Date of Award

8-2000

Degree Type

Thesis

Degree Name

Master of Science (MS)

Department

Biological Sciences

First Advisor

Dr. Christopher Norment

Abstract

Grasshopper Sparrows (Ammodramus savannarum) in Mendon, New York, were studied from 1997 to 1999, as part of a long-term study incorporating data from 1995 to 2000. This population of Grasshopper Sparrows represents a dynamic metapopulation responding to pressures associated with a decrease in the area of suitable breeding habitat patches, and an increase in habitat fragmentation. Ten fields occupied by Grasshopper Sparrows in the Mendon Ponds area ranged from 1.7 ha to 13.2 ha. From 1997 to 1999, Grasshopper Sparrows were mist-netted and banded, nests were monitored and vegetation analysis was conducted using the fixed-quadrat and Robel pole methods. Both fields with and without Grasshopper Sparrows were studied. A significant difference was found in the % bare ground between fields with and without Grasshopper Sparrows, with the lower value being found in fields with Grasshopper Sparrows. Robel pole measurements of fields with and without Grasshopper Sparrows showed the sparrows preferred fields with shorter, less dense vegetation. Large fields (>8 ha) showed a higher proportion of pairing and nesting success than did small (< 8 ha) fields. The overall proportion of successful nests in large fields averaged 66%, while the small fields' proportion of nest success only averaged 44%.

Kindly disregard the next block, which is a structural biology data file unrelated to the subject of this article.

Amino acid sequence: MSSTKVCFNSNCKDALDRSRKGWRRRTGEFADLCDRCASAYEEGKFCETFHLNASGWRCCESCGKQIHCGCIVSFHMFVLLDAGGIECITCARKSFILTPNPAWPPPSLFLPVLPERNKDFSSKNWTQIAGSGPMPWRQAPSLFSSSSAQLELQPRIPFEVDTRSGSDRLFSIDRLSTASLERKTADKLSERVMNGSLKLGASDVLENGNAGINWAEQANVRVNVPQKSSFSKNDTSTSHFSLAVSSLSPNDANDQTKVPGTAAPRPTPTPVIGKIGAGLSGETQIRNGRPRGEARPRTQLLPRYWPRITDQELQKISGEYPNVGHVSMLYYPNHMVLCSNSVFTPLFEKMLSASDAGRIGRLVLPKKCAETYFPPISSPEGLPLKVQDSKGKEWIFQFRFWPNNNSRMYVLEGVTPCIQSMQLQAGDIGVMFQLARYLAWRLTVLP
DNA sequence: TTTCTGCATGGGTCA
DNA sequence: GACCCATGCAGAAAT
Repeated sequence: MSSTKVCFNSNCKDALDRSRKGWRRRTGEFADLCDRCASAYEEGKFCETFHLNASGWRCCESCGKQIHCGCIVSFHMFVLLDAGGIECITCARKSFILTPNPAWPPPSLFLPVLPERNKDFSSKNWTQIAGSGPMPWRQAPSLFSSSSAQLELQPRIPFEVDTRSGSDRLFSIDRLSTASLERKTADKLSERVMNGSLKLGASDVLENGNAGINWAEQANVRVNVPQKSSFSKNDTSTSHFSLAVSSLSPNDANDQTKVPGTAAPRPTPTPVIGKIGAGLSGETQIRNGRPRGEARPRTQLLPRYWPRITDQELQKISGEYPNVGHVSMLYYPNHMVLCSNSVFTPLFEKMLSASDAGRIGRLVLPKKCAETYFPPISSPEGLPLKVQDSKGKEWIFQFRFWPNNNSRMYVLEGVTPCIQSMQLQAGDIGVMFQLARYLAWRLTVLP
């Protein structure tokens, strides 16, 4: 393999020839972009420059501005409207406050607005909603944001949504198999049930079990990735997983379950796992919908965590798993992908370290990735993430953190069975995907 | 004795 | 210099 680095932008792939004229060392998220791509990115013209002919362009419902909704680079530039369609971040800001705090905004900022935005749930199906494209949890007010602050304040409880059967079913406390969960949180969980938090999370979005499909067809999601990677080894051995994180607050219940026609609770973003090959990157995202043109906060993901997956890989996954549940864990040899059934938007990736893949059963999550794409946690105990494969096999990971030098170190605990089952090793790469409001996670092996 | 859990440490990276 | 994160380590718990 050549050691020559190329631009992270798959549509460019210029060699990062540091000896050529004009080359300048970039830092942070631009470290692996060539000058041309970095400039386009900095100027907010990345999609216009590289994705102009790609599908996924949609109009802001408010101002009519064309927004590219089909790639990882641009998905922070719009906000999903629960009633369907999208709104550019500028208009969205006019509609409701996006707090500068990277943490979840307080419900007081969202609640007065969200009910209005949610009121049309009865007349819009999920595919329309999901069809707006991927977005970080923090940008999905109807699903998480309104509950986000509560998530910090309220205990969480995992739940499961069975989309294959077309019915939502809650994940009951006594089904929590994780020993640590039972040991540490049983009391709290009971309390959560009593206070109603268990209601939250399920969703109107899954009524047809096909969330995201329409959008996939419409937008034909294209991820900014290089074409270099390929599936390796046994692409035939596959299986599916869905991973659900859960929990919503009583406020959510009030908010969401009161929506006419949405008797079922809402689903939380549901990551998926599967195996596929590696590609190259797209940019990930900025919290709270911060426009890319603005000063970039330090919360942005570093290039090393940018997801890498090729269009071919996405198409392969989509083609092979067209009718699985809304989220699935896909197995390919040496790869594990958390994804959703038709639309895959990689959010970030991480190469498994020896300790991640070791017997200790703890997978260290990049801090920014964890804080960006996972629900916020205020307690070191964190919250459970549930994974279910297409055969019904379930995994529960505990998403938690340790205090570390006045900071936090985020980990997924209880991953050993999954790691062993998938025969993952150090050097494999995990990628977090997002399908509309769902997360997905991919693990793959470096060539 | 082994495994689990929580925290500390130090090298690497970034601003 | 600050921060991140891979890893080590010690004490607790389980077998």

Five fields suffered population extinction of Grasshopper Sparrows between 1995 and 1999, and two fields were colonized. Neither large nor small fields could be considered "source" fields – fields in which births outnumber deaths and which provide individuals to colonize empty fields within the metapopulation; however, large fields were more likely to persist than were smaller fields and produced more young than small fields. Chances of extinction increased with a decrease in the average number of males present, and fields which did not suffer population extinctions were significantly larger than fields which did suffer population extinctions. Changes in land use, as when fields are developed into subdivisions, and the transformation of early successional grasslands into old fields or forests, also affect the persistence of Grasshopper Sparrows. As suitable grassland becomes unsuitable through land-use change and succession, Grasshopper Sparrows abandon the fields. Results of this study suggest that the metapopulation of Grasshopper Sparrows in Mendon Ponds occupies highly fragmented, relatively small habitat patches, and must be replenished by individuals from other populations via long-distance migration.

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